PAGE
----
'Without empathy, you can't give good care'
Patients who feel understood will recover faster. But how can doctors become more empathetic? By reading literary works, suggests emeritus Leiden Professor of Medical Psychology, Ad Kaptein. He discusses this issue in his book ‘Helende woorden – romans over ziek-zijn’ (Healing words - novels about being ill).
In Die Nieren von Mick Jagger (Mick Jagger's kidneys) by Rocco Fortunato, the main character ignores his symptoms. Inspired by Mick Jagger, he continues to live his rock-and-roll life. That is, until he ends up in the dialysis department. Then the long wait begins: when will there be a suitable new kidney? What is that waiting like?
In 1944 a polio epidemic spreads rapidly throughout the US, Philip Ross relates in his novel Nemesis. Desperation makes people point the finger at the guilty: Italians, Jews, mentally handicapped, mosquitos and hotdogs. Donald, a high school pupil gets diarrhea, headache and a high temperature. By the morning he can no longer stand 'because my right leg feels as if it is dead.' He ends up in an 'iron lung', where he is to remain for years. What does that feel like?
Kaptein spent his whole working life as a medical psychologist at Leiden University Medical Center. His particular interest is in how people experience being ill, based on the idea that empathy from doctors and nursing staff can have a beneficial effect on the wellbeing and recovery of patients. 'There is already a lot of scientific evidence for this and the evidence is growing. To give good care, you have to have empathy.' Kaptein is convinced that literature can help those working in healthcare gain empathy. He can even name several novels about almost every medical specialism.'
From Solzhenitsyn to Glastra van Loon
The Helende woorden – romans over ziek-zijn collection of short stories is a plea for empathy in medicine. Kaptein, a Leiden alumnus of psychology, discusses 26 novels in which authors empathise with the experiences of sick people. From Van Solzhenitsyn (Cancer Ward) to Vestdijk (Ivoren Wachters; Guards of Ivory), and van Glastra van Loon (De Passievrucht; The Passionfruit) to Auster (Winter journal), all written about being ill. He deliberately omits novels like The Magic Mountain by Thomas Mann, The Plague by Albert Camus and Love Life: A Novel. He finds them too obvious. Kluum's book, in terms of literature, is simply bad. He looked for novels to match the illnesses that the LUMC treats and for which there is a specialist department. The chapters have appeared eaerlier in Cicero, previously the in-house magazine of LUMC.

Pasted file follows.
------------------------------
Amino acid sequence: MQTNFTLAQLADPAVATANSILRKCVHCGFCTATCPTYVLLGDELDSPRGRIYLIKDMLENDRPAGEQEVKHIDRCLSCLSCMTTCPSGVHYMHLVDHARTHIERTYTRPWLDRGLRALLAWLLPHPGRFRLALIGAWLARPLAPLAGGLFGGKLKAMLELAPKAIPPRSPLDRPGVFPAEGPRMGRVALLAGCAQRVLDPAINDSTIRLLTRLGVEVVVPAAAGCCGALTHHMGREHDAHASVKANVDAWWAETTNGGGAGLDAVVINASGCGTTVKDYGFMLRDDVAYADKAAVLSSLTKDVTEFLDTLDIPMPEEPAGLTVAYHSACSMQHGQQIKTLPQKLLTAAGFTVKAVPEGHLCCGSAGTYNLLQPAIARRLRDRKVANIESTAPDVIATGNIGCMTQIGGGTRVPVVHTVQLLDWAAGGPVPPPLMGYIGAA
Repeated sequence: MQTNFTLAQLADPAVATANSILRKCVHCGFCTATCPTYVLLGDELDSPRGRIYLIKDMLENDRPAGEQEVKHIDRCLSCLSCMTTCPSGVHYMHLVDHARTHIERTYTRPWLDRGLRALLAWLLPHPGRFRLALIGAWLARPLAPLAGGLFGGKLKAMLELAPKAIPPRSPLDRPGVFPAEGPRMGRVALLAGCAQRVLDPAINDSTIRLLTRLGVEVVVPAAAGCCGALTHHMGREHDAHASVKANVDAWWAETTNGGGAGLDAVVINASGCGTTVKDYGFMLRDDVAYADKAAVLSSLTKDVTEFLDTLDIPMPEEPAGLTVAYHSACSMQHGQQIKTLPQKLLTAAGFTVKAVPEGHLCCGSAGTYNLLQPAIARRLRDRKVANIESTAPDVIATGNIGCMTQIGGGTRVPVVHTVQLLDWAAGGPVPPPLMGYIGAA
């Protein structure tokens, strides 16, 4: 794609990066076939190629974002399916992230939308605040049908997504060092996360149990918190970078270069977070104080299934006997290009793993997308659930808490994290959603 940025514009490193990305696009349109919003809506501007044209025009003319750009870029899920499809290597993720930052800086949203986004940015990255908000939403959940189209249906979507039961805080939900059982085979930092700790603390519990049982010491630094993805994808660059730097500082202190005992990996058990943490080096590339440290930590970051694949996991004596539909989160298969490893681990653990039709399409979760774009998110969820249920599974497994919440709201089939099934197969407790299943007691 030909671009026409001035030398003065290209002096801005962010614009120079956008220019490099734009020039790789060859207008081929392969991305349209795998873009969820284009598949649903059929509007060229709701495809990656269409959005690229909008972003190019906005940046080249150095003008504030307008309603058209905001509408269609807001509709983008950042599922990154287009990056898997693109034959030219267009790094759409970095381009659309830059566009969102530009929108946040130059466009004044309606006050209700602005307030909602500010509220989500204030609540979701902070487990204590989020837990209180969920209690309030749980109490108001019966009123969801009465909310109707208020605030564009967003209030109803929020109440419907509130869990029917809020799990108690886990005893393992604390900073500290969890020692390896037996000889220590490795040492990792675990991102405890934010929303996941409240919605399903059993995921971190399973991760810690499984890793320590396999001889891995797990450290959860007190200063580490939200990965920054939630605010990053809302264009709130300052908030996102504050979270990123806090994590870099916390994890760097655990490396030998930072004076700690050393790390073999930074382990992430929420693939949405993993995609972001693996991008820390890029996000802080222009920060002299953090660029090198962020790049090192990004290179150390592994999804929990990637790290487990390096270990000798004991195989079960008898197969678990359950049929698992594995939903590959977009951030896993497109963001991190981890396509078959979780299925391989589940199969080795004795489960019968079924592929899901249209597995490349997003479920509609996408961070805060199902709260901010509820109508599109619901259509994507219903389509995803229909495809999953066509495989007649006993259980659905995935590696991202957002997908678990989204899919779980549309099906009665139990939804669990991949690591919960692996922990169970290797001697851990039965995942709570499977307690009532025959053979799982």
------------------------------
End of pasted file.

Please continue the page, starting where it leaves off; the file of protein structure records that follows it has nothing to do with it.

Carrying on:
Empathy is important in all illnesses
One doctor will by nature be more empathetic than another. 'I am sorry to have to say that you have cancer,' comes across very differently from: 'I have some bad news for you which will be difficult for you to hear.' Empathy is not just important for cancer but for all illnesses that change the lives of patients and those who are close to them, Kaptain says. Diabetes, for example, can be difficult because of the life changes it involves. Other illnesses and disabilities also take their toll, from poor vision and even blindness to the amputation of a leg, dementia and the loss of one's hair as a result of chemotherapy, which is often a major problem for women. Kaptein has heard all the stories: at the request of doctors at LUMC, he talked with many patients whose illness caused them deep emotional pain and who were referred to him by their doctors.
Kaptein graduated in Leiden as a clinical psychologist. Even as a student he was interested in the psychology of medicine. That took him to LUMC, to the department of Social Medicine. While there, he developed his own specialist field: How patients handle being ill. Kaptein makes a distinction between 'being ill' and the 'illness' itself. He defines illness as something technical, the outcome of blood tests and other measurements. Being ill, on the contrary, is about the experience.
'A good way for people to express their feelings is by writing about them,' Kaptain says. 'No set structure, just let the words flow.' He calls it Narrative Medicine, and it is a form of healing that also encompasses other arts: drawing, listening to music, whatever best suits the individual. He also talks about how he used writing in his lectures to medical students. "I asked students to write about their worst experience. And straight away, a couple of students were in tears. That just shows what writing can do to you.'
Not only thanks to women
Kaptein believes a slow improvement can be seen in the level of empathy shown by doctors. And he goes further: a student who really cannot cope with a patient's illness can even be removed from the medical programme (in Leiden). It helps that 80% of the medical students are women. Kaptein: ‘Women are more empathetic. They are less easily thrown off course if a patient starts to cry. But even so, we shouldn't exaggerate because otherwise they are pretty much the same as male doctors. They can be even tougher, in my experience. ’ Empathetic doctors don't need to cry with their patients, just show some compassion: that's all it takes.
'Helende woorden - romans over ziek-zijn' by Professor Ad Kaptein can be ordered from bookshops or via internet.